Geologists Plan Geothermal
by Nate Poppino
Federal stimulus money, it appears, will soon literally be put down a hole.
But researchers say two particular holes, near Kimberly and the Kimama area in Lincoln County, will help them test ways to evaluate geothermal reservoirs under volcanic plains and learn more about the Snake River Plain in the process.
Geologists led by Utah State University plan to spend $4.6 million over two years to drill the mile-deep boreholes and then study the core samples and other data produced. The work will advance geothermal research, provide valuable student opportunities and benefit the economy in the process, said John Shervais, professor and head of Utah State's Department of Geology.
"We know it's going to be hot, but nobody's ever drilled that deep in these areas," Shervais said Thursday.
The award is part of $338 million from the American Recovery and Reinvestment Act that will be used for exploration and development of new geothermal fields and research into advanced geothermal technologies. Other Idaho recipients include the Blaine County School District, which will get $4 million to retrofit schools in Hailey, Carey and Bellevue with geothermal systems, and Boise State University, which will use $1.55 million to digitize and upload geologic data into a national data system.
Partners in the Utah State project also include BSU, along with Canada's University of Alberta, the U.S. Geological Survey and the International Continental Drilling Program based in Potsdam, Germany. National Science Foundation funds Shervais plans to apply for next week would bring in about 15 U.S. universities and additional international support for studies of the core samples. The University of Idaho and Idaho State University would also be involved, he said.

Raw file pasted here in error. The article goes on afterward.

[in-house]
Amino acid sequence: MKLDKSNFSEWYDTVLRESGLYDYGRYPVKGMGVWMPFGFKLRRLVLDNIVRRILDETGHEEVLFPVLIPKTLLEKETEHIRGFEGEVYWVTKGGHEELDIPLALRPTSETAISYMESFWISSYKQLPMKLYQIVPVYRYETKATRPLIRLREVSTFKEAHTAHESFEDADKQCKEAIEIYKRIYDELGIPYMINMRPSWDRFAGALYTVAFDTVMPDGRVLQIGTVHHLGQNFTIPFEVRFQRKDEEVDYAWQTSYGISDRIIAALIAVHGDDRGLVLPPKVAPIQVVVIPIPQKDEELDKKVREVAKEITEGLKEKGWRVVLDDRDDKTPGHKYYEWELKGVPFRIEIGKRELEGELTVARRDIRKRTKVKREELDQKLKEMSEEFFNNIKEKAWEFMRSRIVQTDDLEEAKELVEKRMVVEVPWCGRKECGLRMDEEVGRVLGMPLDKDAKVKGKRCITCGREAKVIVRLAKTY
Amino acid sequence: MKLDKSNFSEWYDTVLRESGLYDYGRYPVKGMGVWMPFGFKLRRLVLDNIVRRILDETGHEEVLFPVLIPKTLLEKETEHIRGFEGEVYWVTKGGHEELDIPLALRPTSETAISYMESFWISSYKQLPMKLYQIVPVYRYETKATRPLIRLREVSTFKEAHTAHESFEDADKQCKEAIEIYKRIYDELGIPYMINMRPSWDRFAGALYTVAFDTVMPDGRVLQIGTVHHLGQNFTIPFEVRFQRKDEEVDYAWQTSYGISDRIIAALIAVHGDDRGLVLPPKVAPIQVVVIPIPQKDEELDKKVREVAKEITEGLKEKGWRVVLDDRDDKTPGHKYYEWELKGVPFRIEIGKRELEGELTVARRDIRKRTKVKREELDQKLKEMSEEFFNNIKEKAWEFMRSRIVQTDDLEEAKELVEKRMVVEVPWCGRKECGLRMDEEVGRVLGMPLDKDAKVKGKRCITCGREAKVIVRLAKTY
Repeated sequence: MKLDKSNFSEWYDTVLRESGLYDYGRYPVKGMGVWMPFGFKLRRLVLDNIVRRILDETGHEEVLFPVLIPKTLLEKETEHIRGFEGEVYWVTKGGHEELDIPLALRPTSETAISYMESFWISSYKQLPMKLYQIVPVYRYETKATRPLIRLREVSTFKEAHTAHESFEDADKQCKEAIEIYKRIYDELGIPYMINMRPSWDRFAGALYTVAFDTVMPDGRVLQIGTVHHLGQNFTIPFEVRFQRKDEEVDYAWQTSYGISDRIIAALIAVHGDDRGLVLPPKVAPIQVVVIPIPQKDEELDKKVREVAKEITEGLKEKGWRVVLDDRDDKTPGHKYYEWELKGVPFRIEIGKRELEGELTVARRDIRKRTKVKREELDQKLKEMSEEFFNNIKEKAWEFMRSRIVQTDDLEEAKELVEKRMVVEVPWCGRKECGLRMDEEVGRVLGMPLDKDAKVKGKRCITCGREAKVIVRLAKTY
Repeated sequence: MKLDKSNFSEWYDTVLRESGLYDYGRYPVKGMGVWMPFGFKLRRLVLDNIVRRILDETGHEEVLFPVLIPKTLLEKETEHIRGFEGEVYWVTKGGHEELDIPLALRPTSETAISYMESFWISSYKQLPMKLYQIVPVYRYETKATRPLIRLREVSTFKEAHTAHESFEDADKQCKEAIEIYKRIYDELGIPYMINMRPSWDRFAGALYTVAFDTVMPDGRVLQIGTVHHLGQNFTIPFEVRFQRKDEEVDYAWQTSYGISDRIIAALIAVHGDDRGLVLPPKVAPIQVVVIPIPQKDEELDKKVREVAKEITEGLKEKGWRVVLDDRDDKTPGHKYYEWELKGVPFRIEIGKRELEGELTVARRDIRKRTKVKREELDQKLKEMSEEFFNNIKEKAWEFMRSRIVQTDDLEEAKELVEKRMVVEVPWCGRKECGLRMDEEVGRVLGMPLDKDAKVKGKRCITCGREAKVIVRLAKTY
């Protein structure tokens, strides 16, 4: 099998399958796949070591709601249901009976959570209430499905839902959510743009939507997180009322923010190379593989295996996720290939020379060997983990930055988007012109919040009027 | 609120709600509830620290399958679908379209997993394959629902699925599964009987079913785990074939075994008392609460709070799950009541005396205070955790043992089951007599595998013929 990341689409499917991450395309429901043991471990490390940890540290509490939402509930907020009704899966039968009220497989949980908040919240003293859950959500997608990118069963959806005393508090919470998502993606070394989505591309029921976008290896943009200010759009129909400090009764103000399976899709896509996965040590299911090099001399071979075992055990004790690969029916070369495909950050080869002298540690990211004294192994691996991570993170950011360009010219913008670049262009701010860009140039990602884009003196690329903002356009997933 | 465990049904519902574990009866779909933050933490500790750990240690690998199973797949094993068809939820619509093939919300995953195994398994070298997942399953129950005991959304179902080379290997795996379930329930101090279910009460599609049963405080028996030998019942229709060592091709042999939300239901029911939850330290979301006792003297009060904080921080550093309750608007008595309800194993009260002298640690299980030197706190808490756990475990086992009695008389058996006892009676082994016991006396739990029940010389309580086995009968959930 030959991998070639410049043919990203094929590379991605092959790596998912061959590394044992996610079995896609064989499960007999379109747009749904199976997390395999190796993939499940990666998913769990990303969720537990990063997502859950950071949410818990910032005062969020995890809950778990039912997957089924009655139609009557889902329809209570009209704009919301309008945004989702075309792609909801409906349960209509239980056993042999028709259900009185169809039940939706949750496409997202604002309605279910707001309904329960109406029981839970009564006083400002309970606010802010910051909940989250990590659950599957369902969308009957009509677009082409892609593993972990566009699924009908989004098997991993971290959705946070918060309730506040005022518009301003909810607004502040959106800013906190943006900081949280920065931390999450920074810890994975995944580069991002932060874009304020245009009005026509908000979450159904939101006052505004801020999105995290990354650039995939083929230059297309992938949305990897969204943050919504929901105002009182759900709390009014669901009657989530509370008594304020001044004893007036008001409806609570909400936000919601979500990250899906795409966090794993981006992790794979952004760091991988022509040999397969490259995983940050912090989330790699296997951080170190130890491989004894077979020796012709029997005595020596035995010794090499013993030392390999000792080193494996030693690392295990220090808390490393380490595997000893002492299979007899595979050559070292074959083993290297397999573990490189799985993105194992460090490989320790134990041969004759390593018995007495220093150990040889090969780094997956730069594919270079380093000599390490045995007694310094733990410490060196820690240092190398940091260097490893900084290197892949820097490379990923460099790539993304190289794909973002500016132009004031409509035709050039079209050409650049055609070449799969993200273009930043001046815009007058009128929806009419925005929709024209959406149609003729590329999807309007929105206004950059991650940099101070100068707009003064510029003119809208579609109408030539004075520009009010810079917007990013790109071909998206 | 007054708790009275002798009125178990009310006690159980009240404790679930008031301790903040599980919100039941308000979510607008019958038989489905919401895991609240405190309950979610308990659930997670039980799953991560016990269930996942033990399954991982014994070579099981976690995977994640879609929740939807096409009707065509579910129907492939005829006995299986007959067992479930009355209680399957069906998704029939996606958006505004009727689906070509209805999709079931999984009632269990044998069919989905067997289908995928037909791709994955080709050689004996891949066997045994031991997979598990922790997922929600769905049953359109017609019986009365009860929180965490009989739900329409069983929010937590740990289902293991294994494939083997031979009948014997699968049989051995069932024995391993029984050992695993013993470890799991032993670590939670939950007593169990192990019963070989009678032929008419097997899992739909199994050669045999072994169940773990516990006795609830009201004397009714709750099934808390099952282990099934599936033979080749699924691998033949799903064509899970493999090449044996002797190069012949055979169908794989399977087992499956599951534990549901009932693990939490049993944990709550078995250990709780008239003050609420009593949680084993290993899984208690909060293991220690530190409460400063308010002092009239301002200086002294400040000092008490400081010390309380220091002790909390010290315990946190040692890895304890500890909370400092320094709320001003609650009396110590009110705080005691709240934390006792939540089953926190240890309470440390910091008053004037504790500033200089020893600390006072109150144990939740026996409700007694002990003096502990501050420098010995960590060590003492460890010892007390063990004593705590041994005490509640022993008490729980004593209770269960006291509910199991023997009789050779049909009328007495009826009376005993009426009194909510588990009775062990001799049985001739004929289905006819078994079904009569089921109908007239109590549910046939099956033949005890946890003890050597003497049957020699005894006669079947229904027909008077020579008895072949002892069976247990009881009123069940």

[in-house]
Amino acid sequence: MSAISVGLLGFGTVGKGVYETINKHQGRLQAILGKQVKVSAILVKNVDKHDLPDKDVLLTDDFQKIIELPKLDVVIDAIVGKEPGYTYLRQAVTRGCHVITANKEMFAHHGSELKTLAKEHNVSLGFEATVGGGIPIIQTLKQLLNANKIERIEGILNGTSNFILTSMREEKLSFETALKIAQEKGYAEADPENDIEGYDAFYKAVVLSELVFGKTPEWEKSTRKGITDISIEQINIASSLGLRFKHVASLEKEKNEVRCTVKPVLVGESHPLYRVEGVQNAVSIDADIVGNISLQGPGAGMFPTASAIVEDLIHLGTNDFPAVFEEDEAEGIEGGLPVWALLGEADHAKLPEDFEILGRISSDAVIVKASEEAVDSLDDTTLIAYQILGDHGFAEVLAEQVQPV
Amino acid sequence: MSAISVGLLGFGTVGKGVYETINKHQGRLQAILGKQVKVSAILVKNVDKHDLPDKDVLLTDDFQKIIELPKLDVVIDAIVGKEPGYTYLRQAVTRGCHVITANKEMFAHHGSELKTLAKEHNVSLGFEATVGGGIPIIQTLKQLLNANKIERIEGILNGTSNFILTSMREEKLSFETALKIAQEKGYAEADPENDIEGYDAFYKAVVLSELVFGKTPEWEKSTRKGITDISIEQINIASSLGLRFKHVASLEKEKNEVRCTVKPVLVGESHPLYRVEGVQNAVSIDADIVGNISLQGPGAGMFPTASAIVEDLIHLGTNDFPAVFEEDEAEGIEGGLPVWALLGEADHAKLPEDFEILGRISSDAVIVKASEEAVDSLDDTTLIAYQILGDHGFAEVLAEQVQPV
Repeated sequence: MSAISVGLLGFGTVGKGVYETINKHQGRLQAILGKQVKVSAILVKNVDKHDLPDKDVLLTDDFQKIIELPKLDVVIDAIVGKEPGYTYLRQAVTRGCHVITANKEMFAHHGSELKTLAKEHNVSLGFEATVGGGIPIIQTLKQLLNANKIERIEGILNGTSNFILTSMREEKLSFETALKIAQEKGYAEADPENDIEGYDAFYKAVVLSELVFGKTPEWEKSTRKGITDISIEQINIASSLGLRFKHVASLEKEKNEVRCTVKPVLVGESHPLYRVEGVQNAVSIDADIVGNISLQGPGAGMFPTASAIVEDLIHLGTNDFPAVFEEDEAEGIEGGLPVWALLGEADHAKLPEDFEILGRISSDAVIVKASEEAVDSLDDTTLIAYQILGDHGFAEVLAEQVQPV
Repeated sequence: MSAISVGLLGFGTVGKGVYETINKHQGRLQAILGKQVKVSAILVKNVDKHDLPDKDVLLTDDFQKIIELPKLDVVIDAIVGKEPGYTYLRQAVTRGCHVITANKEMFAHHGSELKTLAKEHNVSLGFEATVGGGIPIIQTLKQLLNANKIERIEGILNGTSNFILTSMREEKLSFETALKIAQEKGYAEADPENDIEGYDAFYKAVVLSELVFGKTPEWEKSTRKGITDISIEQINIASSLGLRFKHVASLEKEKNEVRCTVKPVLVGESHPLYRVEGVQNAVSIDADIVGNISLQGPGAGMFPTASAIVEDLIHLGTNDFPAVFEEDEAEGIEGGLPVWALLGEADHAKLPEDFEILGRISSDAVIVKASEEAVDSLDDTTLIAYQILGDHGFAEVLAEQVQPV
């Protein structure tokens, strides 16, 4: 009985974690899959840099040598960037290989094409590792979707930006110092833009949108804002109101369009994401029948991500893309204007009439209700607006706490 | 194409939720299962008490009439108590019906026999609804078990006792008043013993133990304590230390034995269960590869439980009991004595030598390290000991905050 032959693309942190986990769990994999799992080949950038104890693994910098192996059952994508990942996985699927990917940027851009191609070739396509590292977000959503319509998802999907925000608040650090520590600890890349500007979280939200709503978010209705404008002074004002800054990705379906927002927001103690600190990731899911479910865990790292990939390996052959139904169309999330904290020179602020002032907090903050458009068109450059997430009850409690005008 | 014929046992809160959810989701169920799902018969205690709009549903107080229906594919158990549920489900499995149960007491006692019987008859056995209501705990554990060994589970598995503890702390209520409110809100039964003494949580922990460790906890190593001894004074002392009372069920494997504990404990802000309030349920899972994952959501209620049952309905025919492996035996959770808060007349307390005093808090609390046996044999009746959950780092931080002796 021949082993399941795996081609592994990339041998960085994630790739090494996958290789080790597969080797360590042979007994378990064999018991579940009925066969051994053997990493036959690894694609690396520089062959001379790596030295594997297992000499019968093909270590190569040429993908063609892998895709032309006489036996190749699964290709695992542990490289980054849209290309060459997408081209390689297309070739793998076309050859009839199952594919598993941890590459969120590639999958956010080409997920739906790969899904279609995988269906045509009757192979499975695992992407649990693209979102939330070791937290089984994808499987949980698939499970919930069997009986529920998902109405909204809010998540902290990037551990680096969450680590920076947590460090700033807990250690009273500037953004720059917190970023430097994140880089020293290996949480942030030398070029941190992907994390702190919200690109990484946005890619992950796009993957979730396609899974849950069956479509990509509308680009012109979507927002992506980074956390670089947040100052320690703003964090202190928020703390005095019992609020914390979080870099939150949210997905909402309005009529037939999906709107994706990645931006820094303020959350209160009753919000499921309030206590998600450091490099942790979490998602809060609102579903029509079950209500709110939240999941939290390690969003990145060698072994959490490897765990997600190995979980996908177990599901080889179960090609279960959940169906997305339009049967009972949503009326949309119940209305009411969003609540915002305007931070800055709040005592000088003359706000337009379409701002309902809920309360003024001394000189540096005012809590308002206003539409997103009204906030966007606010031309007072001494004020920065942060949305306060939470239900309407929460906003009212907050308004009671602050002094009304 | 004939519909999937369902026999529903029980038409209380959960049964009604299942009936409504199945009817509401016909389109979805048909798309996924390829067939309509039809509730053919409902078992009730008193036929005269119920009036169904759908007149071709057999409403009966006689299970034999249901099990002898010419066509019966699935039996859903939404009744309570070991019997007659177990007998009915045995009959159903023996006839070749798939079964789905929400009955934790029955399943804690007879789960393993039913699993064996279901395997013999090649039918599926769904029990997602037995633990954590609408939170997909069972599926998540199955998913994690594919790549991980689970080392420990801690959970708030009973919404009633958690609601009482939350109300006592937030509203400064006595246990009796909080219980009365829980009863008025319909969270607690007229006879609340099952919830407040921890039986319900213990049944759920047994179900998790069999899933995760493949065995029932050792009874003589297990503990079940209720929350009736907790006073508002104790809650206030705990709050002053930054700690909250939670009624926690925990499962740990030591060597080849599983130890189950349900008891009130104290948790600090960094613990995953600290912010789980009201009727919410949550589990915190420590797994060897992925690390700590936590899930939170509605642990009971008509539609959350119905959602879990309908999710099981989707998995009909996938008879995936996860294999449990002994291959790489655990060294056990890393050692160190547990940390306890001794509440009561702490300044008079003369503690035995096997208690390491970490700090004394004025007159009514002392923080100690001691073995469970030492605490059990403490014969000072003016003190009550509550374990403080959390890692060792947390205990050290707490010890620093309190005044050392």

Rather than search for hotspots, the researchers plan to compare the characteristics of each site with what they find underground, looking retrospectively for indicators of their potential. Shervais said they'd also like to learn whether drilling under thicker portions of the Eastern Snake Plain Aquifer can lead to the same level of heat and power that's available around the edges of the aquifer where there's less cool water. The Kimama borehole is over a central, thick portion of the plain, while the Kimberly site is more on the edge.
The drilling sites will be on public land: U of I's extension farm near Kimberly and a Bureau of Land Management fire station near Kimama. Drill crews will work around the clock every day for three or four months to drill each hole, Shervais said, likely starting in late spring or early summer.
Though actual development of the sites isn't his top priority, Shervais said energy companies certainly could capitalize on the study's findings if the sites seem worth developing. One Magic Valley geothermal power plant already exists, operated by U.S. Geothermal Inc. near Raft River.
"There's plenty of public and private land near both sites that could be available for putting in a power plant, should we prove the resource is sufficient," Shervais said.
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